By Cindy Watts for The Tennessean
Taylor Swift may be a
global pop icon these days, but the Nashville resident hasn't abandoned her country roots.
About 40 patrons settled in for an Easter eve concert at Bluebird Cafe Saturday night. Prolific country songwriter Craig Wiseman topped the bill, but it was an unannounced appearance from Swift
that stole the show.
Wiseman, who met Swift at a charity show when she was a teenager, was in on the surprise and welcomed Swift to join him. She received a standing ovation.
"I wanted to say a big thank you to the Bluebird Cafe," Swift said, perching on a stool beside Wiseman. "I think any songwriter in town would echo my sentiments and say that this is kind of the
only place where this exists - this particular place where you get to come and hear the writer's take on the songs they've put out into the world."
Swift started writing songs in Nashville when she convinced her family to move to Music City when she was 14 years old. The singer, now 28, said she learned a lot about writing songs in
Nashville, but one of her earliest lessons was that all a song needed was three chords and a simple concept. "If there's truth in it, don't over think it," she said. "It can be the same
three chords over and over again."
The best and possibly catchiest example of Music City's three chords and the truth in her catalog, Swift said, is her "Shake It Off." Wearing a black turtleneck and her blond hair pulled
into a ponytail, Swift strapped on a black acoustic guitar and launched into the pop song with a fervor reminiscent of an arena show.
However, Swift's superstar status didn't excuse her from a good-natured stroll down memory lane with Wiseman. The songwriter, famous for penning songs including Tim McGraw's "Live Like You Were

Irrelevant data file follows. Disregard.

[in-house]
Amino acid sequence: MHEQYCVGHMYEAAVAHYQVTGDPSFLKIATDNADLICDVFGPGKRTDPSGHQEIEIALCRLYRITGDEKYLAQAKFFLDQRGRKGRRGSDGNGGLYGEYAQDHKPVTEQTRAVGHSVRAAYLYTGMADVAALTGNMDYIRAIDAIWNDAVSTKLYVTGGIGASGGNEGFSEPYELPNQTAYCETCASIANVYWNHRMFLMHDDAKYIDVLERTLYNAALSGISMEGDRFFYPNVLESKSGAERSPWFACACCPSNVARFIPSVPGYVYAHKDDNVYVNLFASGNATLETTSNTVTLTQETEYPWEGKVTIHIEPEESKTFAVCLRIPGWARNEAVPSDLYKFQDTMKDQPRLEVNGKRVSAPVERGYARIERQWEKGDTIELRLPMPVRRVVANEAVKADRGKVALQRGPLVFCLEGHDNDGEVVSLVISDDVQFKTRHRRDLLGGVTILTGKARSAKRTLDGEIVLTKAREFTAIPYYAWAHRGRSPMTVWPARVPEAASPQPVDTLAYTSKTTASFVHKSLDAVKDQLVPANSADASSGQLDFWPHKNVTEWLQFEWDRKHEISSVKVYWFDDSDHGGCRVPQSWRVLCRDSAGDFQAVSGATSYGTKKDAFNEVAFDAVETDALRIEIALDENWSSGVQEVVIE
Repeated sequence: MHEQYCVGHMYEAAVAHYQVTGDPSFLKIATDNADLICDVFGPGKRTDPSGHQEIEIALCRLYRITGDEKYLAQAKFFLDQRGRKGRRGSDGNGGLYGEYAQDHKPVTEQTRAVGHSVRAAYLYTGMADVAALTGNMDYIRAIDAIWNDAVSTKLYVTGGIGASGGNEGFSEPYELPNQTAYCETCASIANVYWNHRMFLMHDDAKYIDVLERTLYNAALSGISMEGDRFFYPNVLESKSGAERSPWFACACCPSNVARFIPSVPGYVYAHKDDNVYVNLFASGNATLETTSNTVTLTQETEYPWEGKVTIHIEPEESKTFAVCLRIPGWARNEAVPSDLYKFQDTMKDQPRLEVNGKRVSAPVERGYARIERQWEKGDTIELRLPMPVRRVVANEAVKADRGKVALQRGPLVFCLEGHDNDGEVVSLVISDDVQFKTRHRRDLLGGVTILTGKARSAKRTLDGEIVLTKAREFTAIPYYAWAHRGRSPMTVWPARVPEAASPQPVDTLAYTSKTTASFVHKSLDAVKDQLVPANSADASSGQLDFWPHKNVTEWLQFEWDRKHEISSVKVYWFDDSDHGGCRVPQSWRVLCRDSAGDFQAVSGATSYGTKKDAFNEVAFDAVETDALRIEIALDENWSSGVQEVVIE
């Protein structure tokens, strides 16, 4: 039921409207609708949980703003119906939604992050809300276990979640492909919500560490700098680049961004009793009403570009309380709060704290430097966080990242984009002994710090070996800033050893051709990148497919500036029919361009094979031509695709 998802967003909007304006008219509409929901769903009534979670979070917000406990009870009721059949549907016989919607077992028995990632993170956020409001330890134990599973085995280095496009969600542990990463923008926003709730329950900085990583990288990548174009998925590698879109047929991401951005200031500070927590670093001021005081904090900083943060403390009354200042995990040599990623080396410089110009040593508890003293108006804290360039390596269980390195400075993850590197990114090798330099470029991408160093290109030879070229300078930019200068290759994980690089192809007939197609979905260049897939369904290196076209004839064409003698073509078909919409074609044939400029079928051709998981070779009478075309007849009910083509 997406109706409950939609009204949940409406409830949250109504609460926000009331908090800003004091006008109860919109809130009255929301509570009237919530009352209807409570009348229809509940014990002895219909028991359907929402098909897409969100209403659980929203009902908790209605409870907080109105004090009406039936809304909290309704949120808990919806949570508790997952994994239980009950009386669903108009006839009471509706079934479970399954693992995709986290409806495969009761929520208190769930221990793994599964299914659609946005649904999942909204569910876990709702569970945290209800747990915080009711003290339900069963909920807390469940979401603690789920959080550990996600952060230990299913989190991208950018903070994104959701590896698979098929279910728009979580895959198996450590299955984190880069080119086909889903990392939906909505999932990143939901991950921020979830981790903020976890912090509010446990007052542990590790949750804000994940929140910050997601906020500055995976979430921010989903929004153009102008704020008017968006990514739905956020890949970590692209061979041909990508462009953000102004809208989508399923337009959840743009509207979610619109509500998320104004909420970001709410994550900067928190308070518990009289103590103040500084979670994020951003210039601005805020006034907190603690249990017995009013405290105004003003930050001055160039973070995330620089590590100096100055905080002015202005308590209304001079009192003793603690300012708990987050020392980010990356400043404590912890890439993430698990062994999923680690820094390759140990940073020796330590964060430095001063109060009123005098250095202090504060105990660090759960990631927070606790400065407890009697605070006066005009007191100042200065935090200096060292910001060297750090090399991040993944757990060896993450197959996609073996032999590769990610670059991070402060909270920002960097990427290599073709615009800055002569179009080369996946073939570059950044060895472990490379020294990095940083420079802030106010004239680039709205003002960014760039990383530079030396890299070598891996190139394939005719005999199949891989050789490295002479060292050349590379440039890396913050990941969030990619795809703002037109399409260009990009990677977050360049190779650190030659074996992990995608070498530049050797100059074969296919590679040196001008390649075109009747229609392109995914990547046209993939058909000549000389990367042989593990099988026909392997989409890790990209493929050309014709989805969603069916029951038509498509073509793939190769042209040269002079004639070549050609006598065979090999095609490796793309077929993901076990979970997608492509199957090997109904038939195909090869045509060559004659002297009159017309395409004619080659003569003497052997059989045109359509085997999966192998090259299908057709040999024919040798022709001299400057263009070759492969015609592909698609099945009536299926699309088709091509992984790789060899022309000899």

Dying" and Kenny Chesney's "Young," recalled a CMT afterparty at his office that had Swift complaining of a headache the next day. Wiseman is a key player in the career of Florida Georgia Line.
The duo name-dropped Fireball Whisky in its song "'Round Here," and the whiskey company supplied Wiseman's publishing house with a surplus of their product. When Swift showed up at Wiseman's CMT
afterparty, he showed her the bar, the deejay and the wine. But, what she really wanted was access to the Fireball Whisky shot room.
"I got her a shot of Fireball, and then I got her another one," Wiseman recalled, explaining that Swift retreated to a balcony in a VIP area. "For the rest of the party, I would go get a shot of
Fireball ... and snake my hand through the people (on this balcony) in her general direction. I don't even know if she took it, but it disappeared."
Swift laughed that the whiskey wasn't all that disappeared. She said that she and friend Ed Sheeran stole Wiseman's large, inflatable bottle of Fireball that was standing in the corner.
"I was going to take it home!" Wiseman gasped as the crowd laughed.
The songwriter pulled a silver, insulated mug out of a gift bag near his seat. He popped the lid and unpacked several tiny bottles of Fireball.
"For old-times sake," Wiseman said.
"Should we play another song?" Swift asked the crowd, strumming her guitar. "Did you want to hear music tonight or did you want to hear about CMT afterparties?"
"I'll tend the bar," Wiseman quipped. "I'll be ready for you."